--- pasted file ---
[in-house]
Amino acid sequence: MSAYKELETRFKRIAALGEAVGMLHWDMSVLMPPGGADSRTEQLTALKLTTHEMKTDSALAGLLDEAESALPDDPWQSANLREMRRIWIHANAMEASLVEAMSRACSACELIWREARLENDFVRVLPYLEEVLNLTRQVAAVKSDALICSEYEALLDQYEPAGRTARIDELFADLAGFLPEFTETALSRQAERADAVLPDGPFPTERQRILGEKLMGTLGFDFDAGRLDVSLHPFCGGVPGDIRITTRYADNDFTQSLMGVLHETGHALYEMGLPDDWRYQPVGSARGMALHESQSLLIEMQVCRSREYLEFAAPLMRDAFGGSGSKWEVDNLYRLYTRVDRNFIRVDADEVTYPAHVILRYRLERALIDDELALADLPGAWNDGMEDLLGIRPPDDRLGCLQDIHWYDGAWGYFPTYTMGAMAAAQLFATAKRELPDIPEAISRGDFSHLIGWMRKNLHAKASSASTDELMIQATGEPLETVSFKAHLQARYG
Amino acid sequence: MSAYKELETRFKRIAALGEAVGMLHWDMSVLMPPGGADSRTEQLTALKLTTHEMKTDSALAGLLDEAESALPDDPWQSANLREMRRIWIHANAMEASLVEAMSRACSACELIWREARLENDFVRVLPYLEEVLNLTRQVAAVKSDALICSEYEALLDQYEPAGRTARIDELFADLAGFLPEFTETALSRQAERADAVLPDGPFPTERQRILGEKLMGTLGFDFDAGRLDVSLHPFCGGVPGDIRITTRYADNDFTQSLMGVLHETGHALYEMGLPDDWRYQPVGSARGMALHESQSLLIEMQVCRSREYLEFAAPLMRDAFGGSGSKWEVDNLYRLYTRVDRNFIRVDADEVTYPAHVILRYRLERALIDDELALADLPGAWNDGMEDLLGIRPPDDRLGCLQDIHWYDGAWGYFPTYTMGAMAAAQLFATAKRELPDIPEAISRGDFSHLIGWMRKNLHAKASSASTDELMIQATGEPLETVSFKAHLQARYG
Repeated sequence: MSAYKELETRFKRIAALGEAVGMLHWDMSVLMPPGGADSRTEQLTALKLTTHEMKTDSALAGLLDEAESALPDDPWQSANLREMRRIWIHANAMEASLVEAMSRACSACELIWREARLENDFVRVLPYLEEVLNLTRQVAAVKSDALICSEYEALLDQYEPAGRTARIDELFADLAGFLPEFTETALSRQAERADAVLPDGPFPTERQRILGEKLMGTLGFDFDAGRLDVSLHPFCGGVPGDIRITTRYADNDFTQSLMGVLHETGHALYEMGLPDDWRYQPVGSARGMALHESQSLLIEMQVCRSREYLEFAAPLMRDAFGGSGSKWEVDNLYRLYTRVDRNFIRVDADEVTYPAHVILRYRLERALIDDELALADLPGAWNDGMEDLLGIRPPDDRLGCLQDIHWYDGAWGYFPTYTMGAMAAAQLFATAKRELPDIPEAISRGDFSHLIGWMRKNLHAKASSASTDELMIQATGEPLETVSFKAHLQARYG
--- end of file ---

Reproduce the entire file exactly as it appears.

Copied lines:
[in-house]
Amino acid sequence: MSAYKELETRFKRIAALGEAVGMLHWDMSVLMPPGGADSRTEQLTALKLTTHEMKTDSALAGLLDEAESALPDDPWQSANLREMRRIWIHANAMEASLVEAMSRACSACELIWREARLENDFVRVLPYLEEVLNLTRQVAAVKSDALICSEYEALLDQYEPAGRTARIDELFADLAGFLPEFTETALSRQAERADAVLPDGPFPTERQRILGEKLMGTLGFDFDAGRLDVSLHPFCGGVPGDIRITTRYADNDFTQSLMGVLHETGHALYEMGLPDDWRYQPVGSARGMALHESQSLLIEMQVCRSREYLEFAAPLMRDAFGGSGSKWEVDNLYRLYTRVDRNFIRVDADEVTYPAHVILRYRLERALIDDELALADLPGAWNDGMEDLLGIRPPDDRLGCLQDIHWYDGAWGYFPTYTMGAMAAAQLFATAKRELPDIPEAISRGDFSHLIGWMRKNLHAKASSASTDELMIQATGEPLETVSFKAHLQARYG
Amino acid sequence: MSAYKELETRFKRIAALGEAVGMLHWDMSVLMPPGGADSRTEQLTALKLTTHEMKTDSALAGLLDEAESALPDDPWQSANLREMRRIWIHANAMEASLVEAMSRACSACELIWREARLENDFVRVLPYLEEVLNLTRQVAAVKSDALICSEYEALLDQYEPAGRTARIDELFADLAGFLPEFTETALSRQAERADAVLPDGPFPTERQRILGEKLMGTLGFDFDAGRLDVSLHPFCGGVPGDIRITTRYADNDFTQSLMGVLHETGHALYEMGLPDDWRYQPVGSARGMALHESQSLLIEMQVCRSREYLEFAAPLMRDAFGGSGSKWEVDNLYRLYTRVDRNFIRVDADEVTYPAHVILRYRLERALIDDELALADLPGAWNDGMEDLLGIRPPDDRLGCLQDIHWYDGAWGYFPTYTMGAMAAAQLFATAKRELPDIPEAISRGDFSHLIGWMRKNLHAKASSASTDELMIQATGEPLETVSFKAHLQARYG
Repeated sequence: MSAYKELETRFKRIAALGEAVGMLHWDMSVLMPPGGADSRTEQLTALKLTTHEMKTDSALAGLLDEAESALPDDPWQSANLREMRRIWIHANAMEASLVEAMSRACSACELIWREARLENDFVRVLPYLEEVLNLTRQVAAVKSDALICSEYEALLDQYEPAGRTARIDELFADLAGFLPEFTETALSRQAERADAVLPDGPFPTERQRILGEKLMGTLGFDFDAGRLDVSLHPFCGGVPGDIRITTRYADNDFTQSLMGVLHETGHALYEMGLPDDWRYQPVGSARGMALHESQSLLIEMQVCRSREYLEFAAPLMRDAFGGSGSKWEVDNLYRLYTRVDRNFIRVDADEVTYPAHVILRYRLERALIDDELALADLPGAWNDGMEDLLGIRPPDDRLGCLQDIHWYDGAWGYFPTYTMGAMAAAQLFATAKRELPDIPEAISRGDFSHLIGWMRKNLHAKASSASTDELMIQATGEPLETVSFKAHLQARYG